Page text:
You’ve been to Birmingham so you already know it’s a different place from New Orleans (what place isn’t?). In terms of locations of character for people such as yourselves–I would recommend Avondale, Norwood, Woodlawn, Eastlake as neighborhoods that feel transitional (with Avondale being the trendiest, Woodlawn and Eastlake being the most pioneering, and Norwood in-between). My guess is Avondale comes closest to what you’re looking for–as it already has some “yuppie” amenities but still isn’t overpriced, and really feels like it’s undergoing a renaissance. The other places have some beautiful streets with old, very cheap houses–but lack the hip pubs or neighborhood market that Avondale has. Not to mention that Avondale borders Forest Park–an expensive neighborhood with more amenities and beautiful architecture.
There are good deals to be had downtown, as the city slowly recovers from the long real estate slump–but there’s nothing really edgy or pioneering about downtown anymore. It does have nice amenities and lots of historic character, if you’re looking for an apartment rather than a house.
I’d say a great resource would be Elisa Macon, an agent with Walton Brown: http://www.elisamacon.com She really knows the in-town communities. I hope that helps, and I’m happy to try to give you more opinions as you get further into your search. Thanks again.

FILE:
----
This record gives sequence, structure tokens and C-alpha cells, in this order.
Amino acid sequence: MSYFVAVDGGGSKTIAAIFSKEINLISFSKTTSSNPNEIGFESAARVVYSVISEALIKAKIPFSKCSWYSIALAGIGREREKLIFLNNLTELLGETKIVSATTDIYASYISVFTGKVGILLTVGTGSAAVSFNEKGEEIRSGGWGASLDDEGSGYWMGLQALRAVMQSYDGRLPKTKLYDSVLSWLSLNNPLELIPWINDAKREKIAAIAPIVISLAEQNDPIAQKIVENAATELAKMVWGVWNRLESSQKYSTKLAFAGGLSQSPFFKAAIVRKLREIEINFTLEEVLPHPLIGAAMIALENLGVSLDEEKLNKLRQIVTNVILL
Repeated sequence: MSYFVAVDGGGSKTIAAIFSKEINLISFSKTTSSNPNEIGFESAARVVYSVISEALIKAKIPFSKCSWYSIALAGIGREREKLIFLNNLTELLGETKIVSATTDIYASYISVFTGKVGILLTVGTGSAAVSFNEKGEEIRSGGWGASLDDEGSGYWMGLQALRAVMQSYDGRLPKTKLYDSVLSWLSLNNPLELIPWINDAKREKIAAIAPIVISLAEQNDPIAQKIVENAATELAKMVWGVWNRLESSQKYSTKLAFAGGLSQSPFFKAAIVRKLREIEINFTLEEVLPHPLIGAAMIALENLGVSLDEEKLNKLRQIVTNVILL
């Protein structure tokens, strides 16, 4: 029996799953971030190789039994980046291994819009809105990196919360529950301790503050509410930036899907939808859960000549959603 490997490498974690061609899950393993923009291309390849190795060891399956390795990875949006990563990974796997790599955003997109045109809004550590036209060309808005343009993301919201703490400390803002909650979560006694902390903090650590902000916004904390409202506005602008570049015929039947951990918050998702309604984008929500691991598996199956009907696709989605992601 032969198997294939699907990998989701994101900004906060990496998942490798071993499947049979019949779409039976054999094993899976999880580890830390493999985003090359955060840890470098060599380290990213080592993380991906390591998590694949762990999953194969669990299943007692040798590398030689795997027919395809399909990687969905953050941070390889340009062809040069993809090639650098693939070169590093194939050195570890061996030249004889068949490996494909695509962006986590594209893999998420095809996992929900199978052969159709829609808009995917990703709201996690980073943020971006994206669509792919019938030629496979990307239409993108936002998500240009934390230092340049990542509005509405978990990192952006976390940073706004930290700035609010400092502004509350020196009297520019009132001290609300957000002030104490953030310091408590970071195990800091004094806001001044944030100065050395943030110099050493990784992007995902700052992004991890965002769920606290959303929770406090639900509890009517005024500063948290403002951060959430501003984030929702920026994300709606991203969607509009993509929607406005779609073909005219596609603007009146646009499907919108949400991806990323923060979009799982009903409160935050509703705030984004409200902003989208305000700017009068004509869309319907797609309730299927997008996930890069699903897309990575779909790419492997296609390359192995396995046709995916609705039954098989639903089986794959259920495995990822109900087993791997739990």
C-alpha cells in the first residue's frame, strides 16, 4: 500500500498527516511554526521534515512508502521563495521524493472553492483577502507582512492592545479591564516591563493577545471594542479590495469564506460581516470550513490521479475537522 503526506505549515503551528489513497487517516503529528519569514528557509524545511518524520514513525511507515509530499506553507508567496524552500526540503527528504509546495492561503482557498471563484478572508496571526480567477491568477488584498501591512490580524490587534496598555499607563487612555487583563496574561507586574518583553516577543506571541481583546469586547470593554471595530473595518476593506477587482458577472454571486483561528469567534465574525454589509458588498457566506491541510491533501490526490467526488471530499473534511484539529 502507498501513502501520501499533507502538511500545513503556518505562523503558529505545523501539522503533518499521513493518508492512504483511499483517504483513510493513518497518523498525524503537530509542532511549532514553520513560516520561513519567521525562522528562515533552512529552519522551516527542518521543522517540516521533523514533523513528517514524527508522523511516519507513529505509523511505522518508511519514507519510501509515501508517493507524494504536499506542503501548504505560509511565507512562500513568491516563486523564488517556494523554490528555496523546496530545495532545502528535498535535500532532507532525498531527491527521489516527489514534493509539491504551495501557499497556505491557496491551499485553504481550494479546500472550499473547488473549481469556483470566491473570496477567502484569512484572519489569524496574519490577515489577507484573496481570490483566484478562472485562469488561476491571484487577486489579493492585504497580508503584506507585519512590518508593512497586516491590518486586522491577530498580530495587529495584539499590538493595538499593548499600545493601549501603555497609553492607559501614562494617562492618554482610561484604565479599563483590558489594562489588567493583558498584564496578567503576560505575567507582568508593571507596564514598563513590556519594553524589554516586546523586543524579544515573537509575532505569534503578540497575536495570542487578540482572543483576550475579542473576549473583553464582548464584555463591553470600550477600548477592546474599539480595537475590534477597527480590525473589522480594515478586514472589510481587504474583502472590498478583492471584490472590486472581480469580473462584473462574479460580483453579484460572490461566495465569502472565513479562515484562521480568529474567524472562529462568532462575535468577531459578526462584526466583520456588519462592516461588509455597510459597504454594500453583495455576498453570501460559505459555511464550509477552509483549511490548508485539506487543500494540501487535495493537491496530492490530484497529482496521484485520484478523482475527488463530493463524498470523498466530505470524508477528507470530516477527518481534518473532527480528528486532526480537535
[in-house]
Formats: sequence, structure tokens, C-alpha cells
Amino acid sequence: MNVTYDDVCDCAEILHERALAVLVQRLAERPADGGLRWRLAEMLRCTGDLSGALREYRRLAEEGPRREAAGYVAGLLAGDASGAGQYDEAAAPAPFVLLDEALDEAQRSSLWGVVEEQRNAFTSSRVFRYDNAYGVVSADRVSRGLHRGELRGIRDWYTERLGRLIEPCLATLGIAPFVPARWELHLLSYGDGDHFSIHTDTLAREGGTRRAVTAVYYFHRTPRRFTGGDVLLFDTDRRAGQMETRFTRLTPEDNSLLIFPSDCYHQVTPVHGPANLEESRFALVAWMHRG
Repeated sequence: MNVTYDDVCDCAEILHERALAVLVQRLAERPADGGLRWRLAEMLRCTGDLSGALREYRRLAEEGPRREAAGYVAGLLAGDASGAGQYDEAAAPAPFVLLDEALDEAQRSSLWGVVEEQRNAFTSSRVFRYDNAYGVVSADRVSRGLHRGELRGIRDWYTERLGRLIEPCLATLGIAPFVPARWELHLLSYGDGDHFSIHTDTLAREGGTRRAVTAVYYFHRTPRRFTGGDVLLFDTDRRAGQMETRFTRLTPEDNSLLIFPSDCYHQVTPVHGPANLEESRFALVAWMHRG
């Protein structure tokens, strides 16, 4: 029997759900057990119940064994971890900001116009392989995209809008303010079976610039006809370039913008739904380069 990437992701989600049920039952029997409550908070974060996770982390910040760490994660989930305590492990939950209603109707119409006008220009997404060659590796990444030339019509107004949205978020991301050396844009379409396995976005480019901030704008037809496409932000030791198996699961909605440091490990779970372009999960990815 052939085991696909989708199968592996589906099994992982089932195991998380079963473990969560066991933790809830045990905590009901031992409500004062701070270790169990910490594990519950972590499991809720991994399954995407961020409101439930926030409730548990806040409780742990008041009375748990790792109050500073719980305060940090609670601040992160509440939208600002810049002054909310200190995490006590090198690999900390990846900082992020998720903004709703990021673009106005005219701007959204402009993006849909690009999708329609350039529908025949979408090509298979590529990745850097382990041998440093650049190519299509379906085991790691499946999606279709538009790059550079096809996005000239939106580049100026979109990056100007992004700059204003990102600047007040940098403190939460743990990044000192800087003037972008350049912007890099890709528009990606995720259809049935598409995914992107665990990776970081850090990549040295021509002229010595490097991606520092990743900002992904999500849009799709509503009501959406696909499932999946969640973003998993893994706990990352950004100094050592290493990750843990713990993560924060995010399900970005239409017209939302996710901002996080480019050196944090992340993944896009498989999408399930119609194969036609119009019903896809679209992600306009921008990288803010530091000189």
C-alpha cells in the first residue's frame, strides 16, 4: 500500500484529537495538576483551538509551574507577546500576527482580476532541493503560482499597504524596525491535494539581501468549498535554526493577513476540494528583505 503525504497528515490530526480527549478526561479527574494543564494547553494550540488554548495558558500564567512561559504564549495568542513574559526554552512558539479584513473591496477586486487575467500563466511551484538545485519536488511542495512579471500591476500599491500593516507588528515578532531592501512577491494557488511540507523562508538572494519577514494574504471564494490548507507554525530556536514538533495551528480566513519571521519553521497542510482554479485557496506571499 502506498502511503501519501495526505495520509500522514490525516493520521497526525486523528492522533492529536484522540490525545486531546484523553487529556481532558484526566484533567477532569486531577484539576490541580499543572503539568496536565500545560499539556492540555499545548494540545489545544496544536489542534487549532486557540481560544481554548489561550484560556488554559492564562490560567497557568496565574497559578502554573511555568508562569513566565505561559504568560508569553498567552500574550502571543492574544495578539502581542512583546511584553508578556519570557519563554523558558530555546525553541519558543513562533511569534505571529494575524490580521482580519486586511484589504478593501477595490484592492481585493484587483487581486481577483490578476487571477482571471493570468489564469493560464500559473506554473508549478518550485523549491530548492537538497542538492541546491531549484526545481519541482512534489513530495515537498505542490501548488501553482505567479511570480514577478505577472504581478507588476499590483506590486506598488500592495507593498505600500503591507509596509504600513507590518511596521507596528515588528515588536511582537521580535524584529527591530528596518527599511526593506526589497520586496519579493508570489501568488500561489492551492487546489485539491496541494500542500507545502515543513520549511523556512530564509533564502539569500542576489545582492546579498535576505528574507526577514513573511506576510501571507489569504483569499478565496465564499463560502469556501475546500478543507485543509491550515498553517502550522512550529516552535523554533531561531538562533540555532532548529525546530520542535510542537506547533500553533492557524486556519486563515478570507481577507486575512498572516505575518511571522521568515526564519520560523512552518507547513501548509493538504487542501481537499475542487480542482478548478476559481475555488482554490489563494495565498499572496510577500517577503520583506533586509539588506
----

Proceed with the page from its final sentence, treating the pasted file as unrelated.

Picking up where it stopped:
I wanted to chat with you about your blog; have you considered turning it into a book about Birmingham architecture? I’ve really enjoyed reading it. Please reach out!
Thank you so much for reading. Considering the blog is more about public urban issues, and less about architecture in a way, it doesn’t easily lend itself to general interest book-making. I’m also working up in New York now, making it difficult to spend time on it at the moment. But I’ll keep your publishing house in mind–I’m certainly familiar with your titles. Cheers!
Thanks, friend! I read you were in New York, but wasn’t sure if you got down to Birmingham much. I’m so glad you enjoy our books! Please keep us in mind if you have ideas, and let us know if you have a friend who has an architecture book in mind for Alabama! I would love to hear from him or her.